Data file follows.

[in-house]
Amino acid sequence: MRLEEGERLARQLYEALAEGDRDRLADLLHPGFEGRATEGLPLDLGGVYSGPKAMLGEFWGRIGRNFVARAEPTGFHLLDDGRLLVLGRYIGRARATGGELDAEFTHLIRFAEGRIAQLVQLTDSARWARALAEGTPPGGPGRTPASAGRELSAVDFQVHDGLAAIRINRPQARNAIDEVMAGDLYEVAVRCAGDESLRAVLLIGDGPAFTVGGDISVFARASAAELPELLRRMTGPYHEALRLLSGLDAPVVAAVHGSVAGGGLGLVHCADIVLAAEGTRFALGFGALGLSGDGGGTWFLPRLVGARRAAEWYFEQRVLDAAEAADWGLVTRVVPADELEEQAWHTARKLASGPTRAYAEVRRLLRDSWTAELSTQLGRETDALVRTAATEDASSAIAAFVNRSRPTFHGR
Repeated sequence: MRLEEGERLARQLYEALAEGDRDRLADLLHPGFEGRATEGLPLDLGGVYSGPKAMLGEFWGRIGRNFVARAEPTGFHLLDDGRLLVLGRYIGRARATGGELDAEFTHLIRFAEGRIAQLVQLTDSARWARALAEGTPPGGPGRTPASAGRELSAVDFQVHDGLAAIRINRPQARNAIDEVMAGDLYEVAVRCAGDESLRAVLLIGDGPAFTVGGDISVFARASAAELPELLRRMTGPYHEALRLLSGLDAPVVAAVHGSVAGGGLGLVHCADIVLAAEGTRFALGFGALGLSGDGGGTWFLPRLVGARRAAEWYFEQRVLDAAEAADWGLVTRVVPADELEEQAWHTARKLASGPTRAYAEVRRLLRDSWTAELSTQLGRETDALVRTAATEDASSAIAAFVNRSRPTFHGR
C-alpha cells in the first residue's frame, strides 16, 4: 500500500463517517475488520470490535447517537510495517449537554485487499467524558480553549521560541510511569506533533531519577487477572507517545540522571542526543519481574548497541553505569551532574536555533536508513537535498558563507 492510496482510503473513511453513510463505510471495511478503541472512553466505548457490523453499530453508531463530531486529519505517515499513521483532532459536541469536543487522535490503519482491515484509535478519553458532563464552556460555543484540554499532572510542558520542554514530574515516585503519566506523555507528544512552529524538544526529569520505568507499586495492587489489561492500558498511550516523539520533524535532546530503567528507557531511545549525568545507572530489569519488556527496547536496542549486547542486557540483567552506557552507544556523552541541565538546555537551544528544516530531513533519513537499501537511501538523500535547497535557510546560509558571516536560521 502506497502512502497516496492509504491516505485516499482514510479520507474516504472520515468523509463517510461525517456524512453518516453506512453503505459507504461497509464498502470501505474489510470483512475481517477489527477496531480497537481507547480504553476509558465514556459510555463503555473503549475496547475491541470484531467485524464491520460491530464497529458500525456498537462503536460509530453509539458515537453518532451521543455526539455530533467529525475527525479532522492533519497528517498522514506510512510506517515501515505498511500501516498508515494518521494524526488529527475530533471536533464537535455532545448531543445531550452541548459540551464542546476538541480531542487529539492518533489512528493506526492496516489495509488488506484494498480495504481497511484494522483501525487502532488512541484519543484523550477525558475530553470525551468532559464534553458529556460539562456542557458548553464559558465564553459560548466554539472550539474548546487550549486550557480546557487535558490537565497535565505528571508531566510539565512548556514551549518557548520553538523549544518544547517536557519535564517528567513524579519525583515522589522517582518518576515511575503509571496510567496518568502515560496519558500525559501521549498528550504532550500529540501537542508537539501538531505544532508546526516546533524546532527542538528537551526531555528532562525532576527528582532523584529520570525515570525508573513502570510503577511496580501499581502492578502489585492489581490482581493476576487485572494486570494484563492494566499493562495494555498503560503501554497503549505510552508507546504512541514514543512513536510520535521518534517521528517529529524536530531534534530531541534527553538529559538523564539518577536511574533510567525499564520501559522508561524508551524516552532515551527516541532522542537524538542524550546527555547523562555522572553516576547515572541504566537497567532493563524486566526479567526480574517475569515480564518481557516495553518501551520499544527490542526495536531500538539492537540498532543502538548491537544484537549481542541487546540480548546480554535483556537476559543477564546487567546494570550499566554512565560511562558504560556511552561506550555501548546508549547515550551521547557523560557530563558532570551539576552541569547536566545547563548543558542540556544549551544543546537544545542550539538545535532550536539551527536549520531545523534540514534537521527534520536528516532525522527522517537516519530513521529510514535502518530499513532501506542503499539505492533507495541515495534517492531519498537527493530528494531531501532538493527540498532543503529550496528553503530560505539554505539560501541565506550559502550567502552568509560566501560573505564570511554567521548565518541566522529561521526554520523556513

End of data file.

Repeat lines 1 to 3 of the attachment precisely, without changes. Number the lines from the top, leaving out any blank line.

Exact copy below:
[in-house]
Amino acid sequence: MRLEEGERLARQLYEALAEGDRDRLADLLHPGFEGRATEGLPLDLGGVYSGPKAMLGEFWGRIGRNFVARAEPTGFHLLDDGRLLVLGRYIGRARATGGELDAEFTHLIRFAEGRIAQLVQLTDSARWARALAEGTPPGGPGRTPASAGRELSAVDFQVHDGLAAIRINRPQARNAIDEVMAGDLYEVAVRCAGDESLRAVLLIGDGPAFTVGGDISVFARASAAELPELLRRMTGPYHEALRLLSGLDAPVVAAVHGSVAGGGLGLVHCADIVLAAEGTRFALGFGALGLSGDGGGTWFLPRLVGARRAAEWYFEQRVLDAAEAADWGLVTRVVPADELEEQAWHTARKLASGPTRAYAEVRRLLRDSWTAELSTQLGRETDALVRTAATEDASSAIAAFVNRSRPTFHGR
Repeated sequence: MRLEEGERLARQLYEALAEGDRDRLADLLHPGFEGRATEGLPLDLGGVYSGPKAMLGEFWGRIGRNFVARAEPTGFHLLDDGRLLVLGRYIGRARATGGELDAEFTHLIRFAEGRIAQLVQLTDSARWARALAEGTPPGGPGRTPASAGRELSAVDFQVHDGLAAIRINRPQARNAIDEVMAGDLYEVAVRCAGDESLRAVLLIGDGPAFTVGGDISVFARASAAELPELLRRMTGPYHEALRLLSGLDAPVVAAVHGSVAGGGLGLVHCADIVLAAEGTRFALGFGALGLSGDGGGTWFLPRLVGARRAAEWYFEQRVLDAAEAADWGLVTRVVPADELEEQAWHTARKLASGPTRAYAEVRRLLRDSWTAELSTQLGRETDALVRTAATEDASSAIAAFVNRSRPTFHGR